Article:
by Michael R. Allen
Perhaps it comes as little surprise that St. Louis University has now demolished the vacant building at 3227 Locust Street that it owned at the northeast corner of Locust and Leonard streets on Automobile Row in Midtown. After all, the hole in the roof of the one-story corner building had grown so large that Google’s satellite images made the damage clear. Residents of the loft units across the street had an ever closer, and more graphic, view.
The hole in the roof is now a hole in the street wall at a corner intersection. Contrast the appearance of the corner in July 2010 with the appearance today:
While undistinguished architecturally, the building defined a cross-street intersection and provided continuity between the more developed blocks of Locust east of Compton and the emerging development around the Moto Museum to the west. The visual gap between these two areas has grown, at a time when even the university had embraced rehabilitation of other buildings it owns on the block to the west. This lost building had a solid masonry body and needed only a new roof. It was a sturdy shell that could have been a turnkey retail or restaurant project. Now the corner development entails new construction, ratcheting the cost of making something happen there higher than the reach of post-bubble developers.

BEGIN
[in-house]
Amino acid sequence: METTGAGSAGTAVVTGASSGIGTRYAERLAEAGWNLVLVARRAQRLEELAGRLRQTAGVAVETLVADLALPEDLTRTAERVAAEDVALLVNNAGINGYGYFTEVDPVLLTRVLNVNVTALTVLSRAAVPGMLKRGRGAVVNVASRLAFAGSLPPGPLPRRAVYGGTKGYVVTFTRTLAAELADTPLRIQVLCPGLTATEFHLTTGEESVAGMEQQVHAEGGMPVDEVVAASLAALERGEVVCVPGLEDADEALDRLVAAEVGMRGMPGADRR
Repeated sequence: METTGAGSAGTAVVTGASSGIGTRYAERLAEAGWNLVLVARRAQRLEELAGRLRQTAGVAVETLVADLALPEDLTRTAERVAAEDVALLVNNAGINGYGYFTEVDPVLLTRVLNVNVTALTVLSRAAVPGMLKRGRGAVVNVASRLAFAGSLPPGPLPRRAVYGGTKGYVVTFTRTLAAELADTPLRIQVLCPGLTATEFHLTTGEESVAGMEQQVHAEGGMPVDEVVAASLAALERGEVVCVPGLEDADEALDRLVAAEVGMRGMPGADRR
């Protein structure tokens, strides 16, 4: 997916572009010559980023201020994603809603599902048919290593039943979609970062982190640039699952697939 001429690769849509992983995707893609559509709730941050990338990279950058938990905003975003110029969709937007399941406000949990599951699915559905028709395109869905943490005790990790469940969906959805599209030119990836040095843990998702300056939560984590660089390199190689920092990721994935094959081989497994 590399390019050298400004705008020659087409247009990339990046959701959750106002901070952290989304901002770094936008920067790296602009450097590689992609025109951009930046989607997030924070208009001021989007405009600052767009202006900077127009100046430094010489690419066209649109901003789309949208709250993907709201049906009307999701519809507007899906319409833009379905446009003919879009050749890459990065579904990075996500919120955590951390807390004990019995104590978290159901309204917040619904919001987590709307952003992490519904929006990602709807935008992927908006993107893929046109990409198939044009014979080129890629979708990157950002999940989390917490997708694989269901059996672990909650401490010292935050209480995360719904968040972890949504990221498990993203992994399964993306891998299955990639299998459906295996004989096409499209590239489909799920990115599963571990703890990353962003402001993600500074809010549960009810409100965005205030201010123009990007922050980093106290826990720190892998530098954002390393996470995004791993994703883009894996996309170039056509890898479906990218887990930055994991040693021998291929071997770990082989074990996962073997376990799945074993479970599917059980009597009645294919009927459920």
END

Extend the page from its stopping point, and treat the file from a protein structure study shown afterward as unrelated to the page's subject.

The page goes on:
A look at the map makes the impact of what otherwise might seem to be an insignificant building clear.
To the west of the building already was a parking lot, which could have provided interim parking for any user of the corner building. How likely is infill of this block within the next five years? How much more likely was reuse of the building at 3227 Locust Street?
Amid the ebbs and flows of Locust Street’s emerging new life, there have been some amazing successes — the Automobile Row historic district designation, the new SLU-backed hotel project — as well as avoidable mistakes — the livery stable fiasco, the closure of Josephine Baker Avenue. This small demolition suggests that the area would benefit from demolition review, which it currently lacks. Most of the Locust Street business district is in the 19th ward, which is one of a handful of city wards whose aldermen opted not to have demolition review when the city passed its latest preservation ordinance in 1999. With so much vacant land whose fate is key to maintaining the urban character, a zoning overlay and local historic district ordinances could also be appropriate.